A battle over water rights

Snowmaking at Angel Fire, N.M., earlier this year. AP Images

Ski resorts are feuding with their Forest Service landlord over a water rights clause in updated ski area permitting regulations that keeps water rights tied to the land, not the resort operator.

After intense lobbying -- which included stern letters from a host of congressman and senators -- last week the Forest Service rebuffed the calls for a moratorium and issued the new rule as an 18-month moratorium. The resort industry, led by the 121-resort National Ski Areas Association, answered with a promise to sue the agency, which hosts nearly 90 percent of all U.S. ski areas.

"This has to do with water rights in general and how water rights are treated," said Michael Berry, president of the NSAA. "We believe they have crossed the rubicon and this has the potential to be very, very impactful. We have no guarantee that they will continue to use the water for purposes of ski area business."

Since 2004, the Forest Service has co-owned water rights secured by ski areas operating on federal land. Before that, under the 1986 National Forest Ski Area Permit Act, ski area water rights on public land were owned by the federal government. So really, said Jim Pena, acting chief of the Forest Service, "this isn't new."

"This permit clause is intended to clarify some of the gray areas," Pena said. "This was a result of lots of discussion with the ski industry over the last year. This requires that water rights on National Forest System land remain with the federal government so we don't severe that resource from the land."

Water rights in Western states are regulated by the states and often acquired on the open market, with resort operators paying top dollar to secure water for snowmaking and base area development. Vail Resorts, the largest resort operator in North America, holds more than $18.2 million in water rights. Colorado water attorney Glenn Porzak, who often works for Vail Resorts, testified to a House subcommittee in November that the change to water ownership rules amounted to federal seizure of private property.

"It is unprecedented to require the ski industry to surrender ownership of valuable assets to the U.S. Government without any compensation," Porzak told the told the Subcommittee on National Parks, Forest and Public Lands. "Requiring ski areas to transfer ownership or limit the sale of water rights without compensation is no different than the government forcing the transfer of ownership of gondolas or chairlifts, snowcats, or snowmobiles or even exercising eminent domain without any compensation. All water right owners, not just ski areas, should be concerned about this precedent."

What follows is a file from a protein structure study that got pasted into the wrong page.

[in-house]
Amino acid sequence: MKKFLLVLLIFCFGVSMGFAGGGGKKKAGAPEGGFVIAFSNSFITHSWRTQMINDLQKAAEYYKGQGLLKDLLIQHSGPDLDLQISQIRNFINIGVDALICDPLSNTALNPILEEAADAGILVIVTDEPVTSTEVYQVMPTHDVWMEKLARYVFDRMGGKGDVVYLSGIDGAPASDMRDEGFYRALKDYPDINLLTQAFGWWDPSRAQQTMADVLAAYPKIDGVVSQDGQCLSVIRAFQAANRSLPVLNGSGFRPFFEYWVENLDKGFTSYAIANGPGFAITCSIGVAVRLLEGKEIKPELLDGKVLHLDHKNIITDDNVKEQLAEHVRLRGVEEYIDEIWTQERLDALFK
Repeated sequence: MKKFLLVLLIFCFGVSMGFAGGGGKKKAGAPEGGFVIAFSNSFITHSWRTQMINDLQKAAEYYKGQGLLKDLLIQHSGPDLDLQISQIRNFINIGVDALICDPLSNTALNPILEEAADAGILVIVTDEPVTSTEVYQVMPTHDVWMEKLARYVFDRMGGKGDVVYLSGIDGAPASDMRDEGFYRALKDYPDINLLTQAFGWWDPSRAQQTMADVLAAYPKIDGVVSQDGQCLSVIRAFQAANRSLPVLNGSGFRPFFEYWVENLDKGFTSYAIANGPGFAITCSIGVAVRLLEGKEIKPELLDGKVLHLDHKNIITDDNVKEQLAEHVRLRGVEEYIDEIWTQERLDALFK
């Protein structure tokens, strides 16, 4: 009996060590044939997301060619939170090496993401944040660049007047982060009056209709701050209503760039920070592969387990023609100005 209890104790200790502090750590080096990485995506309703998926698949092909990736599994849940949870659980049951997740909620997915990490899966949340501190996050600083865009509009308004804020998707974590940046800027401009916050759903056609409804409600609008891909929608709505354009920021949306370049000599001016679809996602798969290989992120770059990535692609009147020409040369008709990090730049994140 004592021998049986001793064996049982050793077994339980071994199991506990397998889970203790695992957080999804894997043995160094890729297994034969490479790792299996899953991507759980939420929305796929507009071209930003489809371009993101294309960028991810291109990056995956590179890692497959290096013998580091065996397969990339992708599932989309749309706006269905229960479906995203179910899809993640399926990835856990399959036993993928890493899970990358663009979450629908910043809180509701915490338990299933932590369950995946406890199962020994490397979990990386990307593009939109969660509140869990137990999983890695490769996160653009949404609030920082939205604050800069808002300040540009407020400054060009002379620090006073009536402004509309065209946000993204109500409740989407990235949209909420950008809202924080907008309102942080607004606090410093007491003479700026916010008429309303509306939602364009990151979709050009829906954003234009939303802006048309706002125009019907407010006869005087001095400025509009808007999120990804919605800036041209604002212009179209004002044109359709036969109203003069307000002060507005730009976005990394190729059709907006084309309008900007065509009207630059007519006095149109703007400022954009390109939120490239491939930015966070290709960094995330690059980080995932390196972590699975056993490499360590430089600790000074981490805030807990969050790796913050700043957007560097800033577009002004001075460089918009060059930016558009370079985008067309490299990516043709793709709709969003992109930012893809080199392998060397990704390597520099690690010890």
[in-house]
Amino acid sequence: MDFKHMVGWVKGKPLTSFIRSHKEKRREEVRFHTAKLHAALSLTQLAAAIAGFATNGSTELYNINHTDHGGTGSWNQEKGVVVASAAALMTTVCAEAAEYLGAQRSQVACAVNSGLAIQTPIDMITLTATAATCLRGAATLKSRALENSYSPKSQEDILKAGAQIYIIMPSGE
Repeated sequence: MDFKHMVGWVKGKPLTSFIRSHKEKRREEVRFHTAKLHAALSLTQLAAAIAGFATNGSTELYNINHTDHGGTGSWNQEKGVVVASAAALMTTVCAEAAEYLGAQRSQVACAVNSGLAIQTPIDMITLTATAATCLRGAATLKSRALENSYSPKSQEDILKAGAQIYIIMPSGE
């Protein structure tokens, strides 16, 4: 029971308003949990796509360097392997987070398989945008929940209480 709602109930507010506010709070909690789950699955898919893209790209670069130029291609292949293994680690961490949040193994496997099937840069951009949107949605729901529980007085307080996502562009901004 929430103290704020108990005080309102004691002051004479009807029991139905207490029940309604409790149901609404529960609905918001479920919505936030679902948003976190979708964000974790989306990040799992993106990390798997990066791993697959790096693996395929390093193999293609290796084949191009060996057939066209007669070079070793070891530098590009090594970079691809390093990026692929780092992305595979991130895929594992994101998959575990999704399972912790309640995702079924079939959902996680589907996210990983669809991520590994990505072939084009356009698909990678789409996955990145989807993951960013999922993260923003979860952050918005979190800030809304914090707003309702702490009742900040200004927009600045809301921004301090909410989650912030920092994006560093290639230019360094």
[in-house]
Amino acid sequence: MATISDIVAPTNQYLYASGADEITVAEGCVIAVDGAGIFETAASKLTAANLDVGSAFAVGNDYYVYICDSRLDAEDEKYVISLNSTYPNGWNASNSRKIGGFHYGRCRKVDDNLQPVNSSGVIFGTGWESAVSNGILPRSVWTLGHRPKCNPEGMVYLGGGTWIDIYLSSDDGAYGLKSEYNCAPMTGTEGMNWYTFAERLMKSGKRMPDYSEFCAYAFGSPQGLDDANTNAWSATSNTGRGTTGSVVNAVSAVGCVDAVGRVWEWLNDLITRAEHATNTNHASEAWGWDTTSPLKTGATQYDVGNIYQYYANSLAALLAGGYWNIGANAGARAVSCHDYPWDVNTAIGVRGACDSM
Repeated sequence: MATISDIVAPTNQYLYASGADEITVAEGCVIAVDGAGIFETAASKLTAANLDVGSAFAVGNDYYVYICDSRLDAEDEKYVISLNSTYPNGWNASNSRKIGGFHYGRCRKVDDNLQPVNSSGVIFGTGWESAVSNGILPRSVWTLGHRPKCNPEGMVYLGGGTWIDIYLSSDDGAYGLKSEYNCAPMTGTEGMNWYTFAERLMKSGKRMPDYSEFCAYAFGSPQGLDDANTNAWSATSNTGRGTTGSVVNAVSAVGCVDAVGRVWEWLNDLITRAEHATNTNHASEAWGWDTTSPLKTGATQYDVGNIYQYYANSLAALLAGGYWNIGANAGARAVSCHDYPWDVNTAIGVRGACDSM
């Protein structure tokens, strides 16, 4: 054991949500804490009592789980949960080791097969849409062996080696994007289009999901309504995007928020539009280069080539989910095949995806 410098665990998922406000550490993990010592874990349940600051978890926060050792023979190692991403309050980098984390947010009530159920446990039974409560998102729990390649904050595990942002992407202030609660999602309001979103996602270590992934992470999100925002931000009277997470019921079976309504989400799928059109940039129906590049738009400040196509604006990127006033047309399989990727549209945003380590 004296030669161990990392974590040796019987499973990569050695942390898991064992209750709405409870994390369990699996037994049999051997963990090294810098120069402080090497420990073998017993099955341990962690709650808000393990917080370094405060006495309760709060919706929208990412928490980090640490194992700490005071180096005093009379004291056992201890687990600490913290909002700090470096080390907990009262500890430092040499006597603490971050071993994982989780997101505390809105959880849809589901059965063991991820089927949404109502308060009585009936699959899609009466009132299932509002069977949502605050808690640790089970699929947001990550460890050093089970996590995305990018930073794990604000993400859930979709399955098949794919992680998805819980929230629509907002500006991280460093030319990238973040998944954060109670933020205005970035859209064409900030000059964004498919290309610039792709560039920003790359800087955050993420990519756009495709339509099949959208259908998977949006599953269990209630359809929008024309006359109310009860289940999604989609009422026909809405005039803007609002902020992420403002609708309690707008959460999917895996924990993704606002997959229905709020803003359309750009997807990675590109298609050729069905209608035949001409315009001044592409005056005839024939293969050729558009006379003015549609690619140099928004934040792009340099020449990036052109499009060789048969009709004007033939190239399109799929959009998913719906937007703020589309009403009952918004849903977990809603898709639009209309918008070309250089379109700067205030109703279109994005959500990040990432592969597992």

Porzak said last week that the ski industry would sue the Forest Service to block the new water rights provision.

Colorado Democratic Sens. Mark Udall and Michael Bennett joined Western Republican Sens. John Barrasso and James Risch in December urging the Forest Service to delay implementation of the new clause.

"Without going into the merits of the water clause itself, it is apparent to us that a careful review of the practical implication of the clause to ski area operations and the changes that would occur under this new clause would prove beneficial to all parties involved," reads the letter the four senators sent to the agency.

Pena said his agency has already issued three new operator permits -- in Colorado, Washington and California -- with the new clause and those were accepted without any problems. "If a permittee develops water for the activity on (state) public land, they are required to develop that water in the name of the state. It's the same with National Parks and the Fish and Wildlife Service as well," Pena said. "It all goes back to wanting to make sure those public resources are kept together and we want to provide that stability for the long term."

The agency issued the provision as an interim directive and promises to work with the ski industry before the provision is finalized in 18 months. While rebuffing calls for a moratorium, the agency will weigh individual permits that may be impacted by the new water rights rule.